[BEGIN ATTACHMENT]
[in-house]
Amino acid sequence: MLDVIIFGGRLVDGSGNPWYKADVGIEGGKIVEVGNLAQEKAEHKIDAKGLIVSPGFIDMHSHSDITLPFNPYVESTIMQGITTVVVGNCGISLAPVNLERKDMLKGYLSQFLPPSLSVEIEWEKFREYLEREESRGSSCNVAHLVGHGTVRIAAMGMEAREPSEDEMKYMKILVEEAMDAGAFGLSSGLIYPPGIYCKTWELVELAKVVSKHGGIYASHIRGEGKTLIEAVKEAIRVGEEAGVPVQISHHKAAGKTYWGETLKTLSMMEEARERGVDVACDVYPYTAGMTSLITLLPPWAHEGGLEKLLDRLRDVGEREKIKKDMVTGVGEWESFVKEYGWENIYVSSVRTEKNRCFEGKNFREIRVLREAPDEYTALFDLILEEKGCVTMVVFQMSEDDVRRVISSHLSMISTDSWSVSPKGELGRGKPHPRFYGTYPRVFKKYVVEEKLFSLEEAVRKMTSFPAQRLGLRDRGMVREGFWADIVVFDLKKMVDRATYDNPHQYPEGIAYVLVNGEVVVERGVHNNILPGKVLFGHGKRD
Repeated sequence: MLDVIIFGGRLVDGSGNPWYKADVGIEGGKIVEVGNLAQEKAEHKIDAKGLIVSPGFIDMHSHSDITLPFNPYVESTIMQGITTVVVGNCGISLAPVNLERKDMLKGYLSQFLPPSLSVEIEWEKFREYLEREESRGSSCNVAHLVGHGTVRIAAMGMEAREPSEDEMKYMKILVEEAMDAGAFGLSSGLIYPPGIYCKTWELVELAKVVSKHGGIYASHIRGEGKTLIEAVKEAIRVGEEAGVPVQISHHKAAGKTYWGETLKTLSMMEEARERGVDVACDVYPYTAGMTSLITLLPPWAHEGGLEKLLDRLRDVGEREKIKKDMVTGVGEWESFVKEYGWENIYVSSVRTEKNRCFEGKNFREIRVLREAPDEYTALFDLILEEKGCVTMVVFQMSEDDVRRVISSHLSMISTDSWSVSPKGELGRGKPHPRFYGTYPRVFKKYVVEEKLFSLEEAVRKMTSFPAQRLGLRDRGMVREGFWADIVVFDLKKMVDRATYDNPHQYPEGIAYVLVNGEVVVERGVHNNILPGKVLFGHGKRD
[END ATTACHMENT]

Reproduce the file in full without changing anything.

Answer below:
[in-house]
Amino acid sequence: MLDVIIFGGRLVDGSGNPWYKADVGIEGGKIVEVGNLAQEKAEHKIDAKGLIVSPGFIDMHSHSDITLPFNPYVESTIMQGITTVVVGNCGISLAPVNLERKDMLKGYLSQFLPPSLSVEIEWEKFREYLEREESRGSSCNVAHLVGHGTVRIAAMGMEAREPSEDEMKYMKILVEEAMDAGAFGLSSGLIYPPGIYCKTWELVELAKVVSKHGGIYASHIRGEGKTLIEAVKEAIRVGEEAGVPVQISHHKAAGKTYWGETLKTLSMMEEARERGVDVACDVYPYTAGMTSLITLLPPWAHEGGLEKLLDRLRDVGEREKIKKDMVTGVGEWESFVKEYGWENIYVSSVRTEKNRCFEGKNFREIRVLREAPDEYTALFDLILEEKGCVTMVVFQMSEDDVRRVISSHLSMISTDSWSVSPKGELGRGKPHPRFYGTYPRVFKKYVVEEKLFSLEEAVRKMTSFPAQRLGLRDRGMVREGFWADIVVFDLKKMVDRATYDNPHQYPEGIAYVLVNGEVVVERGVHNNILPGKVLFGHGKRD
Repeated sequence: MLDVIIFGGRLVDGSGNPWYKADVGIEGGKIVEVGNLAQEKAEHKIDAKGLIVSPGFIDMHSHSDITLPFNPYVESTIMQGITTVVVGNCGISLAPVNLERKDMLKGYLSQFLPPSLSVEIEWEKFREYLEREESRGSSCNVAHLVGHGTVRIAAMGMEAREPSEDEMKYMKILVEEAMDAGAFGLSSGLIYPPGIYCKTWELVELAKVVSKHGGIYASHIRGEGKTLIEAVKEAIRVGEEAGVPVQISHHKAAGKTYWGETLKTLSMMEEARERGVDVACDVYPYTAGMTSLITLLPPWAHEGGLEKLLDRLRDVGEREKIKKDMVTGVGEWESFVKEYGWENIYVSSVRTEKNRCFEGKNFREIRVLREAPDEYTALFDLILEEKGCVTMVVFQMSEDDVRRVISSHLSMISTDSWSVSPKGELGRGKPHPRFYGTYPRVFKKYVVEEKLFSLEEAVRKMTSFPAQRLGLRDRGMVREGFWADIVVFDLKKMVDRATYDNPHQYPEGIAYVLVNGEVVVERGVHNNILPGKVLFGHGKRD